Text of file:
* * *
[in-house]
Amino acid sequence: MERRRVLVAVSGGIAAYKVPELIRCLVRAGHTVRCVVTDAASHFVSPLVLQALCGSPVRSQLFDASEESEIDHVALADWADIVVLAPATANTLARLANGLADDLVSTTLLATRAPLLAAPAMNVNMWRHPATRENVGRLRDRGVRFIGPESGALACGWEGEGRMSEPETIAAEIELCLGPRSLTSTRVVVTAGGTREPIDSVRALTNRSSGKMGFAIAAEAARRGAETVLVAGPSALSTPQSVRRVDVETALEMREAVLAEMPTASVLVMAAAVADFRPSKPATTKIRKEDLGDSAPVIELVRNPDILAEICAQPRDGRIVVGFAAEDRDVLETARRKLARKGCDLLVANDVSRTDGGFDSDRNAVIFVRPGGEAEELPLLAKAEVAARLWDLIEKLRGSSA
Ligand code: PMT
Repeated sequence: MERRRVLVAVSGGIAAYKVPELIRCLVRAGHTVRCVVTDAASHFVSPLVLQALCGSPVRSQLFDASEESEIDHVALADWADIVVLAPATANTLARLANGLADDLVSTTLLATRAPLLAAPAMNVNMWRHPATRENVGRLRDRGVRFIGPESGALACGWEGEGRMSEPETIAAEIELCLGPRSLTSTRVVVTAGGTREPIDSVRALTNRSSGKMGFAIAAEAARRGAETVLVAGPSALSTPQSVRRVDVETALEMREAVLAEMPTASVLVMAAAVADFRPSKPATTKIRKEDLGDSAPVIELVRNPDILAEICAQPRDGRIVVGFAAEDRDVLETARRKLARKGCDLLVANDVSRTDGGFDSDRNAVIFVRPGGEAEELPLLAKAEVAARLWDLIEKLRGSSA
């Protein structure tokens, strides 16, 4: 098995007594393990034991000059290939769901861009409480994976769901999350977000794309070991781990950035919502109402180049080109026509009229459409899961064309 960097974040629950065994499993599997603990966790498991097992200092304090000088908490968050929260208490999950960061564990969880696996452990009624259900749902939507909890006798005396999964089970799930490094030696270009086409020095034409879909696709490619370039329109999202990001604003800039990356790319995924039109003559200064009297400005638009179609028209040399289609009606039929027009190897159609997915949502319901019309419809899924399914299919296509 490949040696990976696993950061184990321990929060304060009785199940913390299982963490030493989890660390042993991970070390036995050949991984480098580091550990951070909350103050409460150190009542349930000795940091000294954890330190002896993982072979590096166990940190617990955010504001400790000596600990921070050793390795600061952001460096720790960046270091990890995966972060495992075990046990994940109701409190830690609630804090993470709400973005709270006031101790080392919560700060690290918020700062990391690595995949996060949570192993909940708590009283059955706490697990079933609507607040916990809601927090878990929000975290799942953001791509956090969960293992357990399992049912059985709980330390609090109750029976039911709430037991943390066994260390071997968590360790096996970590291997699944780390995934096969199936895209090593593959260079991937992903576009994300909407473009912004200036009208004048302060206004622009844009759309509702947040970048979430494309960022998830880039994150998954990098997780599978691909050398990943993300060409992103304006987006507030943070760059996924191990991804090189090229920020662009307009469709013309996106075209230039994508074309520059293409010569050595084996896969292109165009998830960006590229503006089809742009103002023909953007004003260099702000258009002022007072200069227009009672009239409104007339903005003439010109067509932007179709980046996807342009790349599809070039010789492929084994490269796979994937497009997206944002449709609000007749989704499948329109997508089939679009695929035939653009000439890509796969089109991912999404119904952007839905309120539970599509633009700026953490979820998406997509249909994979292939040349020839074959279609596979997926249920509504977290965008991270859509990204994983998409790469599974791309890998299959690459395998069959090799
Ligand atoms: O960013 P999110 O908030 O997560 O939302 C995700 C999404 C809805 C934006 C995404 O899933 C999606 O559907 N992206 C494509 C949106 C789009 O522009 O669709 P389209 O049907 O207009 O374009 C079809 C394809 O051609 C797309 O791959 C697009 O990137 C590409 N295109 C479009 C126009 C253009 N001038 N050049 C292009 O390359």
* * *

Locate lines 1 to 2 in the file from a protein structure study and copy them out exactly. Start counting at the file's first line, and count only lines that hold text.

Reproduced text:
[in-house]
Amino acid sequence: MERRRVLVAVSGGIAAYKVPELIRCLVRAGHTVRCVVTDAASHFVSPLVLQALCGSPVRSQLFDASEESEIDHVALADWADIVVLAPATANTLARLANGLADDLVSTTLLATRAPLLAAPAMNVNMWRHPATRENVGRLRDRGVRFIGPESGALACGWEGEGRMSEPETIAAEIELCLGPRSLTSTRVVVTAGGTREPIDSVRALTNRSSGKMGFAIAAEAARRGAETVLVAGPSALSTPQSVRRVDVETALEMREAVLAEMPTASVLVMAAAVADFRPSKPATTKIRKEDLGDSAPVIELVRNPDILAEICAQPRDGRIVVGFAAEDRDVLETARRKLARKGCDLLVANDVSRTDGGFDSDRNAVIFVRPGGEAEELPLLAKAEVAARLWDLIEKLRGSSA